Editor's Note: Scientific American's George Musser will be chronicling his experiences installing solar panels in Solar at Home (formerly 60-Second Solar). Read his introduction here and see all posts here.

It used to be that the term "solar panel" connoted a solar thermal panel, which uses sunlight to heat your house or tap water, as opposed to a photovoltaic (PV) panel, which produces electric power. These days, though, attention (not to mention sunlight) focuses on PV. Many people assume that solar hot water heaters are all well and good for, say, Israel, but ill-suited to high-latitude, cloudy, snowy climes such as the U.S. Northeast. But Scott Wilson of Olney, Md., begs to differ.

Responding to my call for stories about solar installations, Wilson sent me a description of his thermal system. His blog provides even more details and makes the case for installing thermal instead of photovoltaic panels:

"I don't have a grid-tied PV system, but I do have a solar thermal hot water system. As great as PV is, based on cost-efficiency, solar hot water should probably be most people's first contact with solar. I was on our local tour of solar homes this year, after saving up 1.5 years worth of performance data.

"Our system is a 16 tube evacuated array, with an equivalent power collecting ability of about 1.5 kW. It has a pressurized (34 psi) propylene glycol/water mixture that circulates through a manifold at the top of the array, picking up heat from a 'hot finger' that extends from the top of the individual tubes. That fluid travels to a heat exchanger mounted in the bottom of the tank, where it dumps the heat to the surrounding cold water, then travels back up to the roof. The water itself never travels to the roof, unlike the 'drain-back' flat plate systems of the '70s and '80s, which suffered, I'm told, from inferior quality issues, and gave solar domestic hot water a bad name.

"There are temperature sensors on the collector, which measures the maximum temperature directly from the tubes, and in the water at the bottom of the water tank. An electronic controller turns on a pump, which circulates the glycol fluid, when the temperature difference between the collector and the bottom of the tank exceeds a given amount, currently 10 degrees F. When the difference goes below 3 degrees F, the pump shuts off.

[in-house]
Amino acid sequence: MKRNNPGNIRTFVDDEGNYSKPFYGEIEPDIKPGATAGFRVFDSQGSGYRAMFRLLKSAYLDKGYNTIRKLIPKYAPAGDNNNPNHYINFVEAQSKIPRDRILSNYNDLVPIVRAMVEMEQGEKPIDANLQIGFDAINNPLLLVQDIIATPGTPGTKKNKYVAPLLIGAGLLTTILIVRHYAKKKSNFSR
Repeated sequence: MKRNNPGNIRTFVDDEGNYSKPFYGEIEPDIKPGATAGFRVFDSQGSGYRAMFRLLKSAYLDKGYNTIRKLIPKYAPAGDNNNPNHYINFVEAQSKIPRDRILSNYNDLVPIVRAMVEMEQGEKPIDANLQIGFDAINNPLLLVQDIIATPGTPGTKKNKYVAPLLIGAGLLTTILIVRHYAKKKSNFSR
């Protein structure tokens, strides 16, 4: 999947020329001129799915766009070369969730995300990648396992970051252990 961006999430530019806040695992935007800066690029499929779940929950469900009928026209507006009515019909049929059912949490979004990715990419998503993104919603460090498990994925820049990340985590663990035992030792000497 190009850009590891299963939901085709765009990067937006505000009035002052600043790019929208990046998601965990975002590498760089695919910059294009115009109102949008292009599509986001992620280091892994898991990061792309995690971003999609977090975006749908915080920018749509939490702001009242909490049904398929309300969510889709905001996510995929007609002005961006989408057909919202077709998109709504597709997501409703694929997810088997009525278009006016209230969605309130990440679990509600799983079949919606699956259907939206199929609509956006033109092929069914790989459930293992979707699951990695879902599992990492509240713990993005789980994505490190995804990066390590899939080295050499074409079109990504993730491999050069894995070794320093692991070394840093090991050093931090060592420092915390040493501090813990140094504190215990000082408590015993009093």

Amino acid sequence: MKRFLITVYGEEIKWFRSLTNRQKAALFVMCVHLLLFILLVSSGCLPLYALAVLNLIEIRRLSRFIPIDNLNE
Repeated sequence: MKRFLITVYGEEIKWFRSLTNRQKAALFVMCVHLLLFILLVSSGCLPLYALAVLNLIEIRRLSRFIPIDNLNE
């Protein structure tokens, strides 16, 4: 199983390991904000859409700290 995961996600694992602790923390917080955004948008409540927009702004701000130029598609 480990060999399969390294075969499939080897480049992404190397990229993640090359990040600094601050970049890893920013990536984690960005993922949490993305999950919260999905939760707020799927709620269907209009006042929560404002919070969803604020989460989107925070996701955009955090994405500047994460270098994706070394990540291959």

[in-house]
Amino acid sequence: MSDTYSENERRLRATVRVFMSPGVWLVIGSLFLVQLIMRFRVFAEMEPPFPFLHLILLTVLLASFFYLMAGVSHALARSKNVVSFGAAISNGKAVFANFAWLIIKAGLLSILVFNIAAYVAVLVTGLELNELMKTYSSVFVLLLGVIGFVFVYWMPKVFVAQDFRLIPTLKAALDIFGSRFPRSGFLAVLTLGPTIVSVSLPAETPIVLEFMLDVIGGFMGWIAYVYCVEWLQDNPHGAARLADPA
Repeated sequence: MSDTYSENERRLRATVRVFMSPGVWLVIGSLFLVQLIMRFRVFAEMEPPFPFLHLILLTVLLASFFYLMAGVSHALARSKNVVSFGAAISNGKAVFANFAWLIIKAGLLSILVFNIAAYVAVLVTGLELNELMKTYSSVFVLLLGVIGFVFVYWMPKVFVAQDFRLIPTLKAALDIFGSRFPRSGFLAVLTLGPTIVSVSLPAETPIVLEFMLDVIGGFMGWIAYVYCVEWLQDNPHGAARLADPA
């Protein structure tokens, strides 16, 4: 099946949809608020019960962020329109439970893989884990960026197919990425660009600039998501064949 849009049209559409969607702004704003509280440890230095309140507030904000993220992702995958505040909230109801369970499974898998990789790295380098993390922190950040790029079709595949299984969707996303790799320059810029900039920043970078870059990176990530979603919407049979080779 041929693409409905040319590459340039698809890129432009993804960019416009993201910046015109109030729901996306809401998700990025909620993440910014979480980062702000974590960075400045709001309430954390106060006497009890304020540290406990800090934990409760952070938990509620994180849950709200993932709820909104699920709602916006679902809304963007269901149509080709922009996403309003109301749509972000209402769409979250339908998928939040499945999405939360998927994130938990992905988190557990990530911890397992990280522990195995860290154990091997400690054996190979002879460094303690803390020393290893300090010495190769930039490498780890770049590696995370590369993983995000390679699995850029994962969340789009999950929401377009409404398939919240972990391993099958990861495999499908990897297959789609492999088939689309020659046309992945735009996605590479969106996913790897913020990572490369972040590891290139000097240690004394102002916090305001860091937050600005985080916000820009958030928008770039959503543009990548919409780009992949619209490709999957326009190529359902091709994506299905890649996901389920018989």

"The system basically preheats the water on the bottom of the water tank, so that the electrical element, mounted near the top of the tank, works less. In the summer, the water in the tank can be 120 degrees F at the top and as high as 110 degrees on the bottom, heated by the sun. I also added a small PV powered battery system for running the pump, so from about May to September, we turn off the electrical element at the breaker panel, and our entire hot water supply is off-grid.

"As to the cost, we paid $10,093.68 for the tubes, plumbing, pump, controller, data logger, new 120-gallon tank and installation. We received a $2,000 federal tax credit and a $2,000 Maryland state rebate. If you are in Montgomery County, Md., you also get a property tax credit of $1,500. So our net cost was $4,593.68. Our monthly savings, averaged over winter and summer for the past one-and-one-half years has been $30 per month. Our payoff will be 12.7 years. If you bought the same system now, you would still get a $2,000 state rebate, and a straight 30% federal tax credit, since the $2,000 cap has been lifted. Your net cost would be $3,565.58, including the Montgomery County credit. Your payoff period would be 9.9 years.

"As for our latitude, we bought the evacuated tube system over a flat plate system, since it is freeze-tolerant, and more efficient. But flat plat systems are sold here that also use glycol and are therefore freeze-tolerant also. An evacuated tube system like ours shouldn't really be limited by anything, other than available sun. On clear 20 degree days in winter, the tubes will get up to 70-75 degrees. And, unlike PV, shade doesn't completely destroy performance. I did a study comparing the energy collection in the fall and spring when the sun was at the same elevation, and the day length was the same. The only difference was leaves on the branches in the fall, and no leaves on branches in the spring. Leaves give about a 30% reduction versus no leaves, but I still collect energy when the sun penetrates leafless branches."

Some installers combine both types of panels in hybrid photovoltaic/thermal (PVT) systems, but they're not common. Indeed, some companies that used to install thermal systems, such as Borrego Solar, no longer do. Chris Anderson, Borrego's chief technology officer, says that thermal and PV systems require contractors with different skills and juggling the two would be tricky. That said, his own house has both. Someday, maybe all of ours will, too.

Scott Wilson's solar thermal array, courtesy of Scott Wilson